It's a long-ish story of how the bottle came to be in my possession (involving dropping in unannounced at Cabana's PR firm), but Cabana found me and gave me a bottle for review.
If all you know of the brand is what you see in their infamous ads, I know that a lot of you really want to hate Cabana Cachaça.
Of course, that would mean that our country's puritans and knee-jerk protestniks would be missing out. Cabana Cachaça is actually quite good — very crisp and smooth, though with a somewhat unique-but-not-overpowering sharpness in the finish. (They certainly employ some of the craft methods that I find characteristic of some of my favorite cachaças thus far — small-batch distillation and aging in jequitibá rosa barrels.)
The zillion-dollar question: Is Cabana the super-premium cachaça they're marketing it as? I'm taking a wait-and-see. The U.S. is still searching for its "Grey Goose" or "Patrón" of cachaça. Cabana, from its marketing to the bottle design, is definitely aiming in that direction.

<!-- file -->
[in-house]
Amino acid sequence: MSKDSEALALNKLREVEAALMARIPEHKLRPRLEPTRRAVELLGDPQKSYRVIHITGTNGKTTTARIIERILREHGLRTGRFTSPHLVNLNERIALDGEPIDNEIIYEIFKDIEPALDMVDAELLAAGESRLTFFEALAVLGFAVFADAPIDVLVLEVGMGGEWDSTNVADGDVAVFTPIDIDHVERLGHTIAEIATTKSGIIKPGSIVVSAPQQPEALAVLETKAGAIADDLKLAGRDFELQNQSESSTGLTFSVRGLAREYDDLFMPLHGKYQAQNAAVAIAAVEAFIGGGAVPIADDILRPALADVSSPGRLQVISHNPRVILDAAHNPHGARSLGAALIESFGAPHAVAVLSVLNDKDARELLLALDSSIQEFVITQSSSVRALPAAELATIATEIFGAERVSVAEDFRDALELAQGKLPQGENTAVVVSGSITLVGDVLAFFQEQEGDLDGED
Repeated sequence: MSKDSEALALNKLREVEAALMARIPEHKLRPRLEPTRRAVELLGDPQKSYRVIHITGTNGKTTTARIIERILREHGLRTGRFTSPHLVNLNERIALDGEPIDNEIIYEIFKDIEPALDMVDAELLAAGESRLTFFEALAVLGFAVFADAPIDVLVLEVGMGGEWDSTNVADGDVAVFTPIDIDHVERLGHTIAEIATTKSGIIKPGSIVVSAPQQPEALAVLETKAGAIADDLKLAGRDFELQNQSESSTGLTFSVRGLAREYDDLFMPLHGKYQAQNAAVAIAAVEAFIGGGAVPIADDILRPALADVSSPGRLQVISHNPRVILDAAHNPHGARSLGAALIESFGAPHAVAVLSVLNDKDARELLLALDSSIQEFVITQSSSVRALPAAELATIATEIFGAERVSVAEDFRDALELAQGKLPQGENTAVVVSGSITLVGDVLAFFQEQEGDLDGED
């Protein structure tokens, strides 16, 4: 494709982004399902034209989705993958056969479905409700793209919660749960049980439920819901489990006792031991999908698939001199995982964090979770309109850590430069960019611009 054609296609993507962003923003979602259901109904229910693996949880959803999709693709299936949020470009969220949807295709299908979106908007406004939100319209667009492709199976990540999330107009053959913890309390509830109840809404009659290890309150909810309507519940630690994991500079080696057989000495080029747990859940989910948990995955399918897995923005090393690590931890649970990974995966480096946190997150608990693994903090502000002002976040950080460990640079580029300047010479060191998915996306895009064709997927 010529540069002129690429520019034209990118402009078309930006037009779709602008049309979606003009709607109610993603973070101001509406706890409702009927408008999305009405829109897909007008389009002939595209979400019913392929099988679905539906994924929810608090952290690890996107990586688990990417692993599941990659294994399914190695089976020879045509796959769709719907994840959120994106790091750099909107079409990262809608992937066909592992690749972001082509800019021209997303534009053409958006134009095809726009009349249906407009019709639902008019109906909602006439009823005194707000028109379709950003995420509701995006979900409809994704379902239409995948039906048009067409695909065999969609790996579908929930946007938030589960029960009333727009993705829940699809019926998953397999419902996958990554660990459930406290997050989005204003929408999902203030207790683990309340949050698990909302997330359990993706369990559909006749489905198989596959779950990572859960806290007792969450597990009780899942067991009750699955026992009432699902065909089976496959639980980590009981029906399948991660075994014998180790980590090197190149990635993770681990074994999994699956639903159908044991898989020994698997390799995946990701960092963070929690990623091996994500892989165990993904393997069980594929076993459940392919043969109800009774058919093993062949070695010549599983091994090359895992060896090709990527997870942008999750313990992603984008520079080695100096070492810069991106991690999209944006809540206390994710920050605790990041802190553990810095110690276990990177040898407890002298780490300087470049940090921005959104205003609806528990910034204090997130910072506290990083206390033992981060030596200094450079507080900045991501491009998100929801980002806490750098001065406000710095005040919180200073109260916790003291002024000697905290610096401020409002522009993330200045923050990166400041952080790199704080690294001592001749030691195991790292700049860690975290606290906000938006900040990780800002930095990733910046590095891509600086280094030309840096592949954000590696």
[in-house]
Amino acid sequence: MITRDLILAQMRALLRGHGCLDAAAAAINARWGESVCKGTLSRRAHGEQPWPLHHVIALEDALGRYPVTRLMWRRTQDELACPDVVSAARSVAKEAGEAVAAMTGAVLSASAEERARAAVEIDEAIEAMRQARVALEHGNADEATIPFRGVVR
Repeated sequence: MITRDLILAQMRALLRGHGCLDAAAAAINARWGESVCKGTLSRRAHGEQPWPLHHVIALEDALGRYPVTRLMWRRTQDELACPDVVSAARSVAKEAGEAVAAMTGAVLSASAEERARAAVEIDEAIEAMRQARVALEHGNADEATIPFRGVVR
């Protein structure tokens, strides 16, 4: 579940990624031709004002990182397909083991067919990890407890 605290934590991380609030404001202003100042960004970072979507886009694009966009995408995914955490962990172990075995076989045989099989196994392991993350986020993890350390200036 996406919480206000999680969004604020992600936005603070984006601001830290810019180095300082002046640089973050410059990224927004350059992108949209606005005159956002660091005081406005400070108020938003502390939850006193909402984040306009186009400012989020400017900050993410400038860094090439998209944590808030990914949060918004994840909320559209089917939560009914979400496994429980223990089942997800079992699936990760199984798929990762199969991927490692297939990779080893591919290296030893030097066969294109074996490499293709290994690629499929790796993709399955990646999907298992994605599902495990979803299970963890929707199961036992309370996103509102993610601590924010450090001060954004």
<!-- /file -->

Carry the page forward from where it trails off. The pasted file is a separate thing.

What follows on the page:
Like with Leblon, I'm curious as to whether Cabana will be introducing a... umm... let's call it a super-duper-premium cachaça? Further, at US$34.99 a bottle, are they pricing themselves out of the range where cocktail economics carry volume? (I'd imagine a Cabana caipirinha ain't cheap.) Having introduced a product with their amp turned to the mythical "eleven" setting, where do you go from here?
You can always tune in here if-or-when the answer presents itself.
Until then... Four barrels.